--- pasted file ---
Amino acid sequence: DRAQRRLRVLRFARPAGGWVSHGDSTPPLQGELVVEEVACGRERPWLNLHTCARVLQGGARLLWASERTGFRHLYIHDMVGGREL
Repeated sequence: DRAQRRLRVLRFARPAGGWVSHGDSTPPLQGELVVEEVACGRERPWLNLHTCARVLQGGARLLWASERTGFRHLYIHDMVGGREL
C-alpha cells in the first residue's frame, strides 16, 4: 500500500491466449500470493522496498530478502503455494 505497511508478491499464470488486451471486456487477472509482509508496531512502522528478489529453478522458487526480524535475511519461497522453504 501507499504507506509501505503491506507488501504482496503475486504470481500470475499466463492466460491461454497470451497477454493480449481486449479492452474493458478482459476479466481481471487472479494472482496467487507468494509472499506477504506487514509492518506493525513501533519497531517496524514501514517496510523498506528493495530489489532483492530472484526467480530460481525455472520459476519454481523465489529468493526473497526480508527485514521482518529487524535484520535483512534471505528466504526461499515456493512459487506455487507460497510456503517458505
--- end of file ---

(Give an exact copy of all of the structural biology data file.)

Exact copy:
Amino acid sequence: DRAQRRLRVLRFARPAGGWVSHGDSTPPLQGELVVEEVACGRERPWLNLHTCARVLQGGARLLWASERTGFRHLYIHDMVGGREL
Repeated sequence: DRAQRRLRVLRFARPAGGWVSHGDSTPPLQGELVVEEVACGRERPWLNLHTCARVLQGGARLLWASERTGFRHLYIHDMVGGREL
C-alpha cells in the first residue's frame, strides 16, 4: 500500500491466449500470493522496498530478502503455494 505497511508478491499464470488486451471486456487477472509482509508496531512502522528478489529453478522458487526480524535475511519461497522453504 501507499504507506509501505503491506507488501504482496503475486504470481500470475499466463492466460491461454497470451497477454493480449481486449479492452474493458478482459476479466481481471487472479494472482496467487507468494509472499506477504506487514509492518506493525513501533519497531517496524514501514517496510523498506528493495530489489532483492530472484526467480530460481525455472520459476519454481523465489529468493526473497526480508527485514521482518529487524535484520535483512534471505528466504526461499515456493512459487506455487507460497510456503517458505